European powers pack usual Nordic wallop as Olympics near
St. Moritz, Switzerland
As the Nordic ski sports - cross-country, jumping, and combined - head into their final spell of World Cup action before the Olympics, there have been few surprises. Marja-Liisa (Haemaelaeinen) Kirvesniemi of Finland, triple gold medalist at Sarajevo in 1984, ended a two-year retirement and returned to the cross-country wars, winning a race in Yugoslavia. And Raisa Smetanina, the Soviet who has said after each of the last four seasons that she was retiring, also came back for at least one more campaign.
Otherwise, though, there weren't many surprises or changes in past patterns. The Swedish men, the Norwegian women, and the Soviets of both sexes remain the top X-C racers; Finland's Matti Nykaenen, who won gold and silver medals at Sarajevo, has demonstrated that he is still the finest jumper in the sport, winning seven meets and finishing second in the only other one he entered during the first month of the season; and Torbjoern Loekken of Norway remains by far the best Nordic combined skier.
Last weekend, in a two-day combined meet held in this millionaires' playpen, Loekken was 18th in jumping, but his skiing brought him victory as he blew by everyone in the 15-kilometer cross-country race. On the hilly, power-oriented Olympic course at Calgary, he should be able to make up for any jumping problems with his running superiority.
The US skiers in Nordic combined and cross-country will go into the Olympics next month ``blind'' since they didn't compete in a single World Cup event and have no idea where they stand in relation to others in their sport. The jumpers, on the other hand, didn't miss a meet in North America, Japan, or Europe, and know what adjustments, if possible, must be made to make them more competitive.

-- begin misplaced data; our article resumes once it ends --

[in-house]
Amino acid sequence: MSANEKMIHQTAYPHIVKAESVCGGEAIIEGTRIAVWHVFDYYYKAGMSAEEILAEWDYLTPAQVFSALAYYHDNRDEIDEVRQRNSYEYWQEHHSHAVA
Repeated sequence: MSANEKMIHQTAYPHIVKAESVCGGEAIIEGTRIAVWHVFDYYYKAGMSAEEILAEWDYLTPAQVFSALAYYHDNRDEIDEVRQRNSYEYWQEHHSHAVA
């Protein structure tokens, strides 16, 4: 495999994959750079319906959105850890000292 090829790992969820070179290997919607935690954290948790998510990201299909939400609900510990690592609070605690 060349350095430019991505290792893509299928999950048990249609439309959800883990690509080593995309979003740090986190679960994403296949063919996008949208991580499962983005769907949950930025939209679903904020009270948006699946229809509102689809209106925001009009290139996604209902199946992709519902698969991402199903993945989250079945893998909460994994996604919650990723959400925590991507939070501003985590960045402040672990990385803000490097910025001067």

``The cross-country and combined teams are taking what I think is a big gamble,'' said US head jumping coach Greg Windsperger. ``You want to have some idea of where you stand in comparison with the Europeans and Soviets as you get ready for something as major as the Olympics ... but they have nothing to gauge themselves by. I hope it works.''
In truth, the US cross-country squads figure to be far back in the pack in any event, so maybe staying home and training in the snowy US - and not getting worn down jumping back and forth over the Atlantic to snowless Europe - will pay dividends. A top-25 result would be like a gold medal for the Yank runners.
The US Nordic combined squad has another problem: the admission by two-time Olympian Kerry Lynch that he used the forbidden ``blood-doping'' process last winter before winning the silver medal at the world championships.
Combined is a two-day mix of jumping and X-C racing. ``Blood doping'' is an attempt to increase endurance by removing blood, freezing it, and then reinjecting it on the eve of an event. Although undetectable, the process is against the rules, and since Lynch's admission, several European nations have called for banning him from competing at Calgary.
The International Ski Federation is expected to vote on the issue within the week.